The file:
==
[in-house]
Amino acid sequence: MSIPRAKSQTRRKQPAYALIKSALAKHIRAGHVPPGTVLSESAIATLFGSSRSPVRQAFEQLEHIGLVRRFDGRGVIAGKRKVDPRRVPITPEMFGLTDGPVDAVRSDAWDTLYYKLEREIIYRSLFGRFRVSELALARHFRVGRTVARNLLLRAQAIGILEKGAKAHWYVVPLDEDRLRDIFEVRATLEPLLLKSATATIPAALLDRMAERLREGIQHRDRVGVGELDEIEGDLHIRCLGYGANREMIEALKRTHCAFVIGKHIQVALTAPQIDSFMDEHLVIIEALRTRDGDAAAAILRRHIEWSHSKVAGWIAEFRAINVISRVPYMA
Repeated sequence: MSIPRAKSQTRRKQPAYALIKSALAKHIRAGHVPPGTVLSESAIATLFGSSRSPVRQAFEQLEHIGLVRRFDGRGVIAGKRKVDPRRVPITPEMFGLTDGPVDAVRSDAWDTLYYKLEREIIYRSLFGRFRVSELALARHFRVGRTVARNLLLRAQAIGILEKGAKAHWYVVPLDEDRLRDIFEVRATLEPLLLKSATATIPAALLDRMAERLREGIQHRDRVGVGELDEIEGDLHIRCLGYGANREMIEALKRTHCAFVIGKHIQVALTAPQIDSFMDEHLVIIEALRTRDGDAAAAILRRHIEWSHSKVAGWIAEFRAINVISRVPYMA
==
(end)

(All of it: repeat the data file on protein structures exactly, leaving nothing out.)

[in-house]
Amino acid sequence: MSIPRAKSQTRRKQPAYALIKSALAKHIRAGHVPPGTVLSESAIATLFGSSRSPVRQAFEQLEHIGLVRRFDGRGVIAGKRKVDPRRVPITPEMFGLTDGPVDAVRSDAWDTLYYKLEREIIYRSLFGRFRVSELALARHFRVGRTVARNLLLRAQAIGILEKGAKAHWYVVPLDEDRLRDIFEVRATLEPLLLKSATATIPAALLDRMAERLREGIQHRDRVGVGELDEIEGDLHIRCLGYGANREMIEALKRTHCAFVIGKHIQVALTAPQIDSFMDEHLVIIEALRTRDGDAAAAILRRHIEWSHSKVAGWIAEFRAINVISRVPYMA
Repeated sequence: MSIPRAKSQTRRKQPAYALIKSALAKHIRAGHVPPGTVLSESAIATLFGSSRSPVRQAFEQLEHIGLVRRFDGRGVIAGKRKVDPRRVPITPEMFGLTDGPVDAVRSDAWDTLYYKLEREIIYRSLFGRFRVSELALARHFRVGRTVARNLLLRAQAIGILEKGAKAHWYVVPLDEDRLRDIFEVRATLEPLLLKSATATIPAALLDRMAERLREGIQHRDRVGVGELDEIEGDLHIRCLGYGANREMIEALKRTHCAFVIGKHIQVALTAPQIDSFMDEHLVIIEALRTRDGDAAAAILRRHIEWSHSKVAGWIAEFRAINVISRVPYMA